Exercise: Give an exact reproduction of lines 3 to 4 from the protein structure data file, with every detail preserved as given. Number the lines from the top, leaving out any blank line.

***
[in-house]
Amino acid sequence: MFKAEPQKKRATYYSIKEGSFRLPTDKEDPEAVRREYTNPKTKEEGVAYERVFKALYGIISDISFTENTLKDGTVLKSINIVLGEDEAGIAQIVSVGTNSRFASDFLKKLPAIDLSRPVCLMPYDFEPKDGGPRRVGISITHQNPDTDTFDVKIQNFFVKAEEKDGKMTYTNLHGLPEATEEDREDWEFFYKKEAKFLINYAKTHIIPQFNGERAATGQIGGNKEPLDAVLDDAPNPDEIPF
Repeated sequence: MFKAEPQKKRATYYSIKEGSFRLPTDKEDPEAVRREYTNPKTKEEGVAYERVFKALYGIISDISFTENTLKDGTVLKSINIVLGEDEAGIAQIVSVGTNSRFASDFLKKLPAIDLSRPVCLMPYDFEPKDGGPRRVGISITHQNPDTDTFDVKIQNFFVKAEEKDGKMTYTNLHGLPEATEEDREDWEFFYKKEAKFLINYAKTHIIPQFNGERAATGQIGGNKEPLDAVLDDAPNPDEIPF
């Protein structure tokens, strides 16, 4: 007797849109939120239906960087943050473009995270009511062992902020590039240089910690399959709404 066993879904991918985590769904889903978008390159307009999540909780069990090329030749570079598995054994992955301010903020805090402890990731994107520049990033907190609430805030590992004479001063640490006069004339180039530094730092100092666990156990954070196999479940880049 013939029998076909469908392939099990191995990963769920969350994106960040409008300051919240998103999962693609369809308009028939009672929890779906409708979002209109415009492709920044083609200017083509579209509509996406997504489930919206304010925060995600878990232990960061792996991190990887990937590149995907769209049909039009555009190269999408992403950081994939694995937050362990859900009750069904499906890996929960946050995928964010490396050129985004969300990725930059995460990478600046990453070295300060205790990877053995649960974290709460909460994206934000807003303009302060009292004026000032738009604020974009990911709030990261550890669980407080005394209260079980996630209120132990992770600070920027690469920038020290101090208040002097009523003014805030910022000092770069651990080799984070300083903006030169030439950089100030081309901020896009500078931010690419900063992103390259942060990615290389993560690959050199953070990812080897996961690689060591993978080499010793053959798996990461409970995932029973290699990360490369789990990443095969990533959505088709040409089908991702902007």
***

Repeated sequence: MFKAEPQKKRATYYSIKEGSFRLPTDKEDPEAVRREYTNPKTKEEGVAYERVFKALYGIISDISFTENTLKDGTVLKSINIVLGEDEAGIAQIVSVGTNSRFASDFLKKLPAIDLSRPVCLMPYDFEPKDGGPRRVGISITHQNPDTDTFDVKIQNFFVKAEEKDGKMTYTNLHGLPEATEEDREDWEFFYKKEAKFLINYAKTHIIPQFNGERAATGQIGGNKEPLDAVLDDAPNPDEIPF
């Protein structure tokens, strides 16, 4: 007797849109939120239906960087943050473009995270009511062992902020590039240089910690399959709404 066993879904991918985590769904889903978008390159307009999540909780069990090329030749570079598995054994992955301010903020805090402890990731994107520049990033907190609430805030590992004479001063640490006069004339180039530094730092100092666990156990954070196999479940880049 013939029998076909469908392939099990191995990963769920969350994106960040409008300051919240998103999962693609369809308009028939009672929890779906409708979002209109415009492709920044083609200017083509579209509509996406997504489930919206304010925060995600878990232990960061792996991190990887990937590149995907769209049909039009555009190269999408992403950081994939694995937050362990859900009750069904499906890996929960946050995928964010490396050129985004969300990725930059995460990478600046990453070295300060205790990877053995649960974290709460909460994206934000807003303009302060009292004026000032738009604020974009990911709030990261550890669980407080005394209260079980996630209120132990992770600070920027690469920038020290101090208040002097009523003014805030910022000092770069651990080799984070300083903006030169030439950089100030081309901020896009500078931010690419900063992103390259942060990615290389993560690959050199953070990812080897996961690689060591993978080499010793053959798996990461409970995932029973290699990360490369789990990443095969990533959505088709040409089908991702902007």